A little girl like you
Remember when you were young and your mother used to give you a rupee and ask you to buy cashew nuts from the corner store? The payasam would be ready. The cardamoms would have been pounded. The ghee would be smoking in a small pan on the stove. Hurry, she would urge you, Appa is about to sit down for lunch. I can't make him wait for the payasam. And you would run down to the store, slide the coin across the counter and ask Chettiar for cashew nuts. He would take the coin, slip it into his cash box and nod to the errand boy to carry out the task. The boy would tip a handful of cashews onto the scales, weigh them under the watchful eyes of his employer, wrap them in a newspaper cone and tie them with a small string of coir.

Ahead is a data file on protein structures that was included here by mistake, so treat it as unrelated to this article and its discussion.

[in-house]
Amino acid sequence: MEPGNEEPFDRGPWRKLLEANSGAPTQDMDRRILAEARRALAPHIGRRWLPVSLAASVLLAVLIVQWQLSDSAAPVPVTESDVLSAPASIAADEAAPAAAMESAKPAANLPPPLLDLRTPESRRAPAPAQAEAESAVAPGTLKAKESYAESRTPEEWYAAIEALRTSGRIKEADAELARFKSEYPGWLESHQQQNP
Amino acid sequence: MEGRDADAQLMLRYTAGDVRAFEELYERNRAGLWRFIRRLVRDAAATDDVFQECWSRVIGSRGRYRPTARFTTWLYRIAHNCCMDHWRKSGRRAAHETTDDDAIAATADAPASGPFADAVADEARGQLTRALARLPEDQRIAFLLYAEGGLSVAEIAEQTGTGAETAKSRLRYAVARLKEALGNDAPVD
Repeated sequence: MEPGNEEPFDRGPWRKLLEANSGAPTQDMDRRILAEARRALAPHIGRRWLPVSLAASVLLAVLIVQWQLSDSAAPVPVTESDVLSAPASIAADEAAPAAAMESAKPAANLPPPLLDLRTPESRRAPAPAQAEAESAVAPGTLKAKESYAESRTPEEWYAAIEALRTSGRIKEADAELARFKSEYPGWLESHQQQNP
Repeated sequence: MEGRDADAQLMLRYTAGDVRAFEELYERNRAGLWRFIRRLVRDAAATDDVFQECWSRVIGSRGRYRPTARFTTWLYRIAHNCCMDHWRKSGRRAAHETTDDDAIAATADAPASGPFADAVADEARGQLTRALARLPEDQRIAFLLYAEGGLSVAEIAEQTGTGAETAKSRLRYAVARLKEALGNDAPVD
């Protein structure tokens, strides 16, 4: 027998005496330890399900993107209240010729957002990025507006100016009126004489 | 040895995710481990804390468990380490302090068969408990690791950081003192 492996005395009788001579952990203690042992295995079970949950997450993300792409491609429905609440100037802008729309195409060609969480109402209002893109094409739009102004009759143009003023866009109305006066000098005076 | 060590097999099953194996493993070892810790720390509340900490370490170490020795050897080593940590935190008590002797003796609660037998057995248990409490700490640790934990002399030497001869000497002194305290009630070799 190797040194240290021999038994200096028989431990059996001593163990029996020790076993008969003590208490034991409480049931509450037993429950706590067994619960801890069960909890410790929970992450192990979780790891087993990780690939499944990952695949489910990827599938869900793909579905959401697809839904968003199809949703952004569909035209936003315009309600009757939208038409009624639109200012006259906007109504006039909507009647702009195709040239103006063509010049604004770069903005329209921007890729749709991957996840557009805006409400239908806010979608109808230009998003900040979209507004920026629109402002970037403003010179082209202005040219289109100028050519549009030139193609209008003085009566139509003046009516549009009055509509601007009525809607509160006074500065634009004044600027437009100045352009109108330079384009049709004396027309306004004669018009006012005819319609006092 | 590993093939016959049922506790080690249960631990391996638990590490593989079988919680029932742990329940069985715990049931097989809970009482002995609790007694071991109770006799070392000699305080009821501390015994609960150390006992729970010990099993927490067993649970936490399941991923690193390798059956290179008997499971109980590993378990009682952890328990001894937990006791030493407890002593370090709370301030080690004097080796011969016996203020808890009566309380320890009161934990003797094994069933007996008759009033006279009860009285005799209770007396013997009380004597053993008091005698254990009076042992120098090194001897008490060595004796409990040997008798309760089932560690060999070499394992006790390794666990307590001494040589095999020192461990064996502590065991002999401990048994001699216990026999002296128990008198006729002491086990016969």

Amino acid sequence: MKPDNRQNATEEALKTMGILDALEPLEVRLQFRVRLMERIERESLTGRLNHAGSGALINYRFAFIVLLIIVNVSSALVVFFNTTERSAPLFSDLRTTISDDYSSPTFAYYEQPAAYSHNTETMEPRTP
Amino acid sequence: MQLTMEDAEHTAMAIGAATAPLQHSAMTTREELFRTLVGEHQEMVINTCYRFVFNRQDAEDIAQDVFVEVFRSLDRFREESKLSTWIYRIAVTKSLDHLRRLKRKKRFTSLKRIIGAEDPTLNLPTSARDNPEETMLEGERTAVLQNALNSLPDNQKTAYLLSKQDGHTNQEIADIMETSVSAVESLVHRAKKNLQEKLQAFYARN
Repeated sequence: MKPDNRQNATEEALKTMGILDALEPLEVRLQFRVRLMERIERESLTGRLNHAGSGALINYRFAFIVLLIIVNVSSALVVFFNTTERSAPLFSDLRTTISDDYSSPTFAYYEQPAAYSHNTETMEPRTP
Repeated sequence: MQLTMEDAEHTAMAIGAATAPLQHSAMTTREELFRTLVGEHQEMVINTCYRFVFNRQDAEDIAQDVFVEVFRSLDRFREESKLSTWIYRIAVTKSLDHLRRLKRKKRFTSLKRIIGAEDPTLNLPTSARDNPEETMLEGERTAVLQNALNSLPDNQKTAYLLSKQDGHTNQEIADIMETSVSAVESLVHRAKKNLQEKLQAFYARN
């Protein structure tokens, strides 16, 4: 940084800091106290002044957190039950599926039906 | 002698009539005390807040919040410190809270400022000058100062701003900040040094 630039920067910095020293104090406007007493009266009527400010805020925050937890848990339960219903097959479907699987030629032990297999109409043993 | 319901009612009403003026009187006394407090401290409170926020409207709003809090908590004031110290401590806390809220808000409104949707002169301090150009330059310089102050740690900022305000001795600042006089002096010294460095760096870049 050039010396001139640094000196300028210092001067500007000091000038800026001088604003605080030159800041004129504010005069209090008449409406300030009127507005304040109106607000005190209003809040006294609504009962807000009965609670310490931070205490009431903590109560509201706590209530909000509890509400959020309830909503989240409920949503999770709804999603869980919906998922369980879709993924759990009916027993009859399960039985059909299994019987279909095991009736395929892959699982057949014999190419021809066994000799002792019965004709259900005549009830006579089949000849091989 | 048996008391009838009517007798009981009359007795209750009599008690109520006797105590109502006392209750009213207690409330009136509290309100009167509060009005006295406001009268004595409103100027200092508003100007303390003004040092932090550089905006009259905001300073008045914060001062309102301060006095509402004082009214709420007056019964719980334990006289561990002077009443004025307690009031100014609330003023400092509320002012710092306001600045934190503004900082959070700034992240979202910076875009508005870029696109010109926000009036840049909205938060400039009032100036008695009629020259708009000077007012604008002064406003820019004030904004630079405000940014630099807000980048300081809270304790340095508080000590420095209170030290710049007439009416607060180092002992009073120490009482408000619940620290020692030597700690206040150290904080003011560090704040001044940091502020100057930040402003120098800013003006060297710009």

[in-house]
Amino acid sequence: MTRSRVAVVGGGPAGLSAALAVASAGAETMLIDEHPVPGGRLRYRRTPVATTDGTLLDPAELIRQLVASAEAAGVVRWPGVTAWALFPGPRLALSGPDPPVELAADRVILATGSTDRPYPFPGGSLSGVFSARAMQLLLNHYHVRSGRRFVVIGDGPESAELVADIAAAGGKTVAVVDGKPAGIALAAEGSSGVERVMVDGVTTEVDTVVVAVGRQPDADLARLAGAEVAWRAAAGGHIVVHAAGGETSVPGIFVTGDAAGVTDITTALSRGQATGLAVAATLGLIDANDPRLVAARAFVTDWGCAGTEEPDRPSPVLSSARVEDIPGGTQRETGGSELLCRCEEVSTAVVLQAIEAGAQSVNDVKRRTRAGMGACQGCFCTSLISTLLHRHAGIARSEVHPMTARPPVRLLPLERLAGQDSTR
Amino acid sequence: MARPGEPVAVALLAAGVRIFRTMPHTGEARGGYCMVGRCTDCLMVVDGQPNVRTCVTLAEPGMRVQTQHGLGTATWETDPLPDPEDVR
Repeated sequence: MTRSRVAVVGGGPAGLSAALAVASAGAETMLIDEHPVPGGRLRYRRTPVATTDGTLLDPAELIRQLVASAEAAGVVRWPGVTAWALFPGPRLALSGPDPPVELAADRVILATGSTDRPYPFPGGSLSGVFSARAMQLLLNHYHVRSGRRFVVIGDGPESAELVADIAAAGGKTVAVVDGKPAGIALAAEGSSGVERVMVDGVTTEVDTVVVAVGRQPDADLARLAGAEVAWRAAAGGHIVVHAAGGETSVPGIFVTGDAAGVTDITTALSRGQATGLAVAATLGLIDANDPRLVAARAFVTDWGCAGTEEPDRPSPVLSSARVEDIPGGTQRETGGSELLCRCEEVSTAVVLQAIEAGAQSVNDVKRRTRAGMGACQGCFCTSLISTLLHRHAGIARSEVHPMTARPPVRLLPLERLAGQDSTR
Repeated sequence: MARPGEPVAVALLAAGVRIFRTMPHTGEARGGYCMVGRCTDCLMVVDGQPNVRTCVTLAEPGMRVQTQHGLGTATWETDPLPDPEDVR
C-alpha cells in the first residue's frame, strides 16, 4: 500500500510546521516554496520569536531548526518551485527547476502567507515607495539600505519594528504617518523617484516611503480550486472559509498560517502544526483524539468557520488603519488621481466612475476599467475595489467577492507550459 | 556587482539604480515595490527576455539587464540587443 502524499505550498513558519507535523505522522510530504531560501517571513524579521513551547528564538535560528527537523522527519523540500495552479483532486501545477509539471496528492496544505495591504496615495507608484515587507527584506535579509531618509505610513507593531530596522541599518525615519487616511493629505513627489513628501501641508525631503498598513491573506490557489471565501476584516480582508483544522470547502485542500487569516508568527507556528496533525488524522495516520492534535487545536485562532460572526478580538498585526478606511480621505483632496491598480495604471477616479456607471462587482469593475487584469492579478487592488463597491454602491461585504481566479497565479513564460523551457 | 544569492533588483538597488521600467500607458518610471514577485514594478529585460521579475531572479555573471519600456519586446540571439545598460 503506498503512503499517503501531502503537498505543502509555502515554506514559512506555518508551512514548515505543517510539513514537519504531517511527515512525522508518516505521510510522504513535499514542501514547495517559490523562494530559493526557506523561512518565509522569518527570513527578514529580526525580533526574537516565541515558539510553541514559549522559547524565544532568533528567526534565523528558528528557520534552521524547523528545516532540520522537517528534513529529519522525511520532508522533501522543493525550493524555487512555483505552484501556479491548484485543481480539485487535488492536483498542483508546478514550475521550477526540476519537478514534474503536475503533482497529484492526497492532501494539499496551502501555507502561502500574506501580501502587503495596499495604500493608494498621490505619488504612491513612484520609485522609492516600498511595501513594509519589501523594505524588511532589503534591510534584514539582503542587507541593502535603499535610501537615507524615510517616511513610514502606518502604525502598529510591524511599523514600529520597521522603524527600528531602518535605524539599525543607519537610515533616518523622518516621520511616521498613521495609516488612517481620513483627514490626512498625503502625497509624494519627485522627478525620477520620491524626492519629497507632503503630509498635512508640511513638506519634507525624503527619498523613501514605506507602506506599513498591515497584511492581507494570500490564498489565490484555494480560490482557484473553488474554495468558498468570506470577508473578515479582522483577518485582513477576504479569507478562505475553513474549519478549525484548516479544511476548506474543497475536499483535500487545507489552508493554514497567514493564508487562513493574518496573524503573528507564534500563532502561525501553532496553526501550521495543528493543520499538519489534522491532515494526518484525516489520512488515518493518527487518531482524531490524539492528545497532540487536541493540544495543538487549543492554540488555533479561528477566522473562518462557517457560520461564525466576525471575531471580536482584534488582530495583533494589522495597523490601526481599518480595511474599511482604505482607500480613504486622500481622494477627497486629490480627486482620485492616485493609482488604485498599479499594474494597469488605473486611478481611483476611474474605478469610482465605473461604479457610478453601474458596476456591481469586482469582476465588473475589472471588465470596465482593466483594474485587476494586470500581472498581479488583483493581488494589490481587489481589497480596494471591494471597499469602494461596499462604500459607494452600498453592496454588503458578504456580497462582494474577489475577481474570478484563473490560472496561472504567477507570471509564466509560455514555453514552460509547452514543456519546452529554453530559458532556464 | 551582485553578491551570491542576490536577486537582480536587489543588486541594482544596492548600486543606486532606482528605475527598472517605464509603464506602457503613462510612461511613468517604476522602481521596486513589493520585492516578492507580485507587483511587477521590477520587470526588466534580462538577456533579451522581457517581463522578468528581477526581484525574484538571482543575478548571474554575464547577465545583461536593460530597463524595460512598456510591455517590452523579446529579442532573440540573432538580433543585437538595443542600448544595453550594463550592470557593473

No sooner had you turned the corner, than the string would come undone. You would slip a few of the buttery nuts into your palm. And toss them all straight into your mouth. Then it'd become a struggle to finish them without a trace before you reached home. Amma would have been waiting impatiently. You'd wipe your mouth with the back of your palm and hand over the hastily re-wrapped bundle to her. You'd smile when you heard her complain how much Chettiar charged for such a small handful of nuts. You thought you'd pulled the wool over her eyes. But you forgot, she too was a little girl once. And she remembers well what the little ones get up to.